HELP on hand to address domestic abuse

HELP on hand to address domestic abuse image

Interserve has launched a pioneering intervention aimed at preventing young adult males from committing domestic abuse.

The company owns five Community Rehabilitation Companies (CRCs) that provide rehabilitative services to 25 per cent of low and medium risk offenders across the country.

Interserve has a team of experts who are developing new interventions to address offending behaviour. Roy Cook, interventions lead, and Cindy Green, interventions developer, have decades of experience working with people convicted of domestic abuse and domestic violence related offences and they have also worked extensively with victims. In addition, they have worked with families identified as being at risk of becoming involved in the criminal justice system to stop problems from developing.

Interserve rolled out HELP, a programme for male domestic abuse offenders developed by Roy and Cindy, across its CRCs in 2018. They have now expanded the suite of interventions by making a version of HELP specifically for 18 to 24-year-old males.

Pilot programmes are running at the Humberside, Lincolnshire & North Yorkshire CRC and its effectiveness is being analysed by Dr Rebecca Woolford, Interserve’s research officer.

Roy said: “Often the young men I work with will talk about seeing domestic abuse when growing up in their own home. They describe how upsetting this was, but they themselves have gone on to act in similar ways.

“This shows there’s an inter-generational problem and a lot more needs to be done to help people break free from this cycle.”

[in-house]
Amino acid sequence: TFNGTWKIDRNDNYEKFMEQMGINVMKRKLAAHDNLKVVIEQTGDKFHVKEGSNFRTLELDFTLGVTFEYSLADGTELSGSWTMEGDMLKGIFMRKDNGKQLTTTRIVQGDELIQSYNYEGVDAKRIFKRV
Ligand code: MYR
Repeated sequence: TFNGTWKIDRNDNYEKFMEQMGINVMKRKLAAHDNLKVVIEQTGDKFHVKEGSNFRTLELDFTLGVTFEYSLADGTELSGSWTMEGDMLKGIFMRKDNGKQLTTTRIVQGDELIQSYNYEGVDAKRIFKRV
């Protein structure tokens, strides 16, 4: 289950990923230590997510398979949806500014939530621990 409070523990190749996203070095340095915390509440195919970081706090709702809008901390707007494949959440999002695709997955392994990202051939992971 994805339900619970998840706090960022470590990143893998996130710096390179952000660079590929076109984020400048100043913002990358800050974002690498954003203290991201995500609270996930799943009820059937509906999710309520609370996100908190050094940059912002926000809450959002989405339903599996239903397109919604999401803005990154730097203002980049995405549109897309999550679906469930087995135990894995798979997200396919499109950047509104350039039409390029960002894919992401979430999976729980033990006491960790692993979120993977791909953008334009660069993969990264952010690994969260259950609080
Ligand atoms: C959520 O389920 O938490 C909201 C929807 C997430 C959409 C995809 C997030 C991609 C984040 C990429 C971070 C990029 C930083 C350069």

HELP for 18 to 24-year-olds works with individuals early, before serious offending has taken place and family situations worsen. The approach recognises that the young men sentenced to complete the intervention typically have a number of factors which contribute to harming their ability to form healthy relationship.

Roy said: “Traditionally domestic abuse courses treat young offenders as if they are generally functioning well but have a specific problem with relationships.

“There are a range of factors that impact the young men and their ability to form relationships. The reality is that they may lack maturity, a positive circle of friends, a supportive family and employment – to name a few key issues.

“Purely focusing on a young adult’s ability to form healthy relationships won’t stop problems developing because the offence is only part of a much wider problem. Success can only be achieved by taking a holistic approach.”

The intervention includes support on how participants create and maintain positive relationships but reinforces this with other elements, such as help with employment, training and education as well as health and well-being.

Interserve Learning & Employment, an education and training provider, delivers part of the service. ILE provides staff and mentors who offer services to every participant to help them make lifestyle changes and to improve their employment opportunities.

Roy said: “Often the men we work with are young people in adult situations, like looking after their own and their partner’s children. But they haven’t necessarily got the parenting skills, nor the experience of a stable family background, to give them the ability to do this well.

“To flourish as a parent, you need to have had positive emotional experiences and to be able to provide stability. Maintaining healthy relationships is clearly of fundamental importance, but it is only one part of the jigsaw.

“I strongly believe that the wrap-around approach we have developed provides the right support needed to help people make lasting positive changes to their lives.”